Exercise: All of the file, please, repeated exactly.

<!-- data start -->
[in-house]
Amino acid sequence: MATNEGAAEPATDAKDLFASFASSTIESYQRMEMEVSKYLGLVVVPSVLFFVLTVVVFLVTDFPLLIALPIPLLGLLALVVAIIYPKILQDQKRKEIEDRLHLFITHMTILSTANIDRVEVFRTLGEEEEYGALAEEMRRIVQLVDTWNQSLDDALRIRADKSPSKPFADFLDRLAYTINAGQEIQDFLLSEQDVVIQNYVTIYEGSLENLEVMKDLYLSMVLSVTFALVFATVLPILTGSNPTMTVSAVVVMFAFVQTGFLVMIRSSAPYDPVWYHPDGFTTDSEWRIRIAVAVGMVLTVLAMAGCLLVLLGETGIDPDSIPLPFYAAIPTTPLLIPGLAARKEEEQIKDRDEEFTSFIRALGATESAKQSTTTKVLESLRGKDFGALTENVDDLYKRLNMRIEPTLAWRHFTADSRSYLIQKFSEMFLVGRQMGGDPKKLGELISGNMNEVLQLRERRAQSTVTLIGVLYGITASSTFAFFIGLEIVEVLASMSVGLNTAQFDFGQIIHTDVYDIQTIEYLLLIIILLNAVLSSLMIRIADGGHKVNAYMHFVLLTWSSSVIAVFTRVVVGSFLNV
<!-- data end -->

[in-house]
Amino acid sequence: MATNEGAAEPATDAKDLFASFASSTIESYQRMEMEVSKYLGLVVVPSVLFFVLTVVVFLVTDFPLLIALPIPLLGLLALVVAIIYPKILQDQKRKEIEDRLHLFITHMTILSTANIDRVEVFRTLGEEEEYGALAEEMRRIVQLVDTWNQSLDDALRIRADKSPSKPFADFLDRLAYTINAGQEIQDFLLSEQDVVIQNYVTIYEGSLENLEVMKDLYLSMVLSVTFALVFATVLPILTGSNPTMTVSAVVVMFAFVQTGFLVMIRSSAPYDPVWYHPDGFTTDSEWRIRIAVAVGMVLTVLAMAGCLLVLLGETGIDPDSIPLPFYAAIPTTPLLIPGLAARKEEEQIKDRDEEFTSFIRALGATESAKQSTTTKVLESLRGKDFGALTENVDDLYKRLNMRIEPTLAWRHFTADSRSYLIQKFSEMFLVGRQMGGDPKKLGELISGNMNEVLQLRERRAQSTVTLIGVLYGITASSTFAFFIGLEIVEVLASMSVGLNTAQFDFGQIIHTDVYDIQTIEYLLLIIILLNAVLSSLMIRIADGGHKVNAYMHFVLLTWSSSVIAVFTRVVVGSFLNV